Stonewall supporters have awarded the Quaker Lesbian & Gay Fellowship (QLGF) the title of community group of the year for their long-standing commitment to equality. At the Stonewall awards ceremony the group was presented with a cheque for £5,000.
Paul Campion, a long-standing campaigner who received the award on behalf of QLGF, said “this generous award acknowledges the efforts that not only QLGF but also Quakers in Britain have been making over many years to obtain equal rights for all, irrespective of sexual orientation. It is so fitting that the award is presented exactly forty years after the courageous inaugural meeting of our F-fellowship. We must remember with gratitude those first members who spoke out, and came out, for the sake of equality and freedom from fear.”
On its website, a statement from QLGF acknowledges the work of Quakers in Britain, and “in particular the Young Friends General Meeting, in working for true equality for all before God.” Young Friends General Meeting is a gathering of young adult Quakers across Britain.
QLGF is described in its recent newsletter as having “remained focused on providing the spiritual support for the members, many of whom have stressed the fact that our meetings for worship appear to be a lot more powerful or fulfilling than some of those in our ‘home’ meetings. QLGF in itself is not a campaigning organization, but a group seeking to make the members feel whole, spiritually refreshed, in a safe environment; at the same time, we provide information, guidance and discussions which may enable individuals to become personally involved in a campaigning movement.” Being involved in LGBT issues can have unexpected consequences. In the same QLGF newsletter Michael Hutchinson tells of how his sexuality came to be shared with his colleagues: “At work I was doing a lot about equalities and social inclusion, and I was led to set up a LGBT Staff Group for the large county council for which I worked. My picture was in the council’s staff newsletter, so I had ‘outed’ myself to about 30,000 people in one go. It was amazingly refreshing and liberating!”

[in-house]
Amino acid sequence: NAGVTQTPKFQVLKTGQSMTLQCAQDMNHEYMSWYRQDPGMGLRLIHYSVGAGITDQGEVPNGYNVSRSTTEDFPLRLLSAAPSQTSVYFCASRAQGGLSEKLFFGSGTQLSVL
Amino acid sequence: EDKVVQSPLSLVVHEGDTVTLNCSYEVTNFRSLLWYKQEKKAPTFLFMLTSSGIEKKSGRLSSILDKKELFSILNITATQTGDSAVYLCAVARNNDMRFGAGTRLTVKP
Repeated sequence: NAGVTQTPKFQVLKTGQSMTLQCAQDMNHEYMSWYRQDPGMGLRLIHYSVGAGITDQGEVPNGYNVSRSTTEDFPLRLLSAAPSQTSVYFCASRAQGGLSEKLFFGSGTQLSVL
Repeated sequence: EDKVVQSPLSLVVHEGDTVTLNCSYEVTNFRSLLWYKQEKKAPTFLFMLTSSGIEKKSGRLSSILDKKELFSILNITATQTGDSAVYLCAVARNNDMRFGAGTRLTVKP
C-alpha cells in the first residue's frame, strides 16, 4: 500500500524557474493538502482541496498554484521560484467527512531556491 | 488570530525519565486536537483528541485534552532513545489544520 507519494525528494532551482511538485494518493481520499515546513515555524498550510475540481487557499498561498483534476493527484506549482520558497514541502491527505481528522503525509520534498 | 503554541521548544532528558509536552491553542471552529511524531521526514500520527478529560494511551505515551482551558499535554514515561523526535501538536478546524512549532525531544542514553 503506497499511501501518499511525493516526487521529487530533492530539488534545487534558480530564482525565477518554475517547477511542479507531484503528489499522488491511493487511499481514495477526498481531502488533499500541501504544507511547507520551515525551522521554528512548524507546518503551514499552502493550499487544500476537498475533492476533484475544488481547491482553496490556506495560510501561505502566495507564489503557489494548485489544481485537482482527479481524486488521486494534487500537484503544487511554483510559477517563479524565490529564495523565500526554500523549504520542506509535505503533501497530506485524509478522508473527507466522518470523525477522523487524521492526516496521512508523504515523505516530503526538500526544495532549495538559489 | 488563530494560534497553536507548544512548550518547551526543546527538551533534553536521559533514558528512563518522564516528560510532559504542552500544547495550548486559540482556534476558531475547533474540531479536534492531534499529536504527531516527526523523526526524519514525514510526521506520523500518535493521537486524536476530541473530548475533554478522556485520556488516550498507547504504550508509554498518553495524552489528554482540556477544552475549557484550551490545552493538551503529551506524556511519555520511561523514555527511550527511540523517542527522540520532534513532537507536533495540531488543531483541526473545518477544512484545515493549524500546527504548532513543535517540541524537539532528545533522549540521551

QLGF is primarily a national group and there are only a handful of local groups across Britain, with the Edinburgh group closing earlier this year. The local groups are in London, Midlands, Milton Keynes, Glasgow and West Scotland.
Paul Parker, recording clerk of Quakers in Britain, expressed his delight on hearing about the award: “QLGF fully deserves to win this in the year same-sex marriage became legal in England and Wales. They are a wonderfully close-knit community of men and women who have supported each other faithfully on the long journey towards greater equality for homosexual people in our society.”